off. The ten of hearts gave Mohamed Ibrahim his first ever
WSOP bracelet, and complete vindication for refusing deal
after deal after deal.
Brody is a successful stock trader, and while he wouldn't
throw $140,000 out into the street, was quite sincere when
he said the battle had been, for him, much more about the
bracelet than the cash.
"Money spends," he said, "and I have enough
money. I've played in maybe 65 WSOP events, cashed about 15
times, but have never gotten all the way. It's tough to come
this close and lose."
How did he feel, then, if this was all about the bracelet?
Not as badly as his first words would have had me guess. "I
don't feel that bad," he said. "I mean I did just
win a hundred and fifty thousand dollars, and I did perform
well, and got second place in a huge tournament. That's not
a horrible outcome just because it wasn't my ideal outcome."
Because of various comments the two players had exchanged
about "adding another game" to the play, as well
as various good-natured challenges about playing some high
stakes Omaha later, I assumed that limit hold'em wasn't Brody's
best game, and asked him if that were true.
THE BEST CRACK ABOUT LIMIT HOLD'EM YOU'LL HEAR THIS YEAR
"I don't think limit hold'em is ANYONE'S best game,"
he said with a smile. "It certainly isn't mine. It's
very trying. You can't move chips or protect a hand. I'm probably
best at Omaha eight-or-better, or pot-limit Omaha, or no-limit
I don't have any regrets," he concluded. "I raced
over here just after I busted out of the Bellagio main event,
and got here at 11:45 (each tournament starts at noon). If
I'd lasted 45 more minutes at the Bellagio, I wouldn't have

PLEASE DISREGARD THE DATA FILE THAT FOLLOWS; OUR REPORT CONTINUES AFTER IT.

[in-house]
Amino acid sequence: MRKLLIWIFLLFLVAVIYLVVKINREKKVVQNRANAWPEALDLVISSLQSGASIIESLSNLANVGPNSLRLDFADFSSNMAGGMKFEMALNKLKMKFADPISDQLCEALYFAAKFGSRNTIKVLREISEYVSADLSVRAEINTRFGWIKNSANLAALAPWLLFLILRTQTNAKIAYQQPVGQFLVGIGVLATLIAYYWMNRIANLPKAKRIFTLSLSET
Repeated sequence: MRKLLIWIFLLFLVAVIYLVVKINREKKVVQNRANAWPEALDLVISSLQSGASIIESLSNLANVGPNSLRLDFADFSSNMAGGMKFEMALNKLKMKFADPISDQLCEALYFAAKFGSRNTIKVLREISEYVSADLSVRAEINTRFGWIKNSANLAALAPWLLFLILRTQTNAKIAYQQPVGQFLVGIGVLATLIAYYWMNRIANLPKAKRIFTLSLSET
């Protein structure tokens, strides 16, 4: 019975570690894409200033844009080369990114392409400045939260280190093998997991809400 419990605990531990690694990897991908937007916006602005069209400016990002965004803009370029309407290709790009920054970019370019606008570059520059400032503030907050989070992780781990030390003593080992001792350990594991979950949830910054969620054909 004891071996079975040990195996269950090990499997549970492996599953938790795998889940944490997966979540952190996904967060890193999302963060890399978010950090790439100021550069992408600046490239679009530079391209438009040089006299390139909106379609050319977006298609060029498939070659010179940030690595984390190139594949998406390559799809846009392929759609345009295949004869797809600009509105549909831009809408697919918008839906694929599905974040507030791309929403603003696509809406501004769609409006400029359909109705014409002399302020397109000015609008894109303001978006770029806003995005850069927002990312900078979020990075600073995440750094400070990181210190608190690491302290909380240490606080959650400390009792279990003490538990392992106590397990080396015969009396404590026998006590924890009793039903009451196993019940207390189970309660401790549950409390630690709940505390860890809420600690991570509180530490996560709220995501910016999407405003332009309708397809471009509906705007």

been able even to enter this event. I played well, I think
Mohamed played very well, and I had a great time."
When I was able to reach Ibrahim (it's pronounced eeb-ra-heem),
the first thing I wanted to know was what was on his mind
as he refused deal after deal.
"I felt very comfortable with the game," he said,
"even though I knew anything could happen. There just
wasn't going to be a deal that I was happy with, especially
because the money was very important to me, bigger than the
bracelet, because the money was big not just for me but for
a lot of other people."
I wanted to know what he meant, because I knew just enough
about Ibrahim's game to get myself in trouble. When I first
met him and started playing against him four years ago, he
was hugely successful and feared, and I hadn't realized there
had been a long dry spell.
ACTUAL HONESTY AND ACCEPTING OF RESPONSIBILITY
THAT HAPPEN IN POKER?
"I had a big loss in the pit games," he said, "and
ever since that, I haven't been very lucky in tournaments.
I've only been able to play tournaments lately because so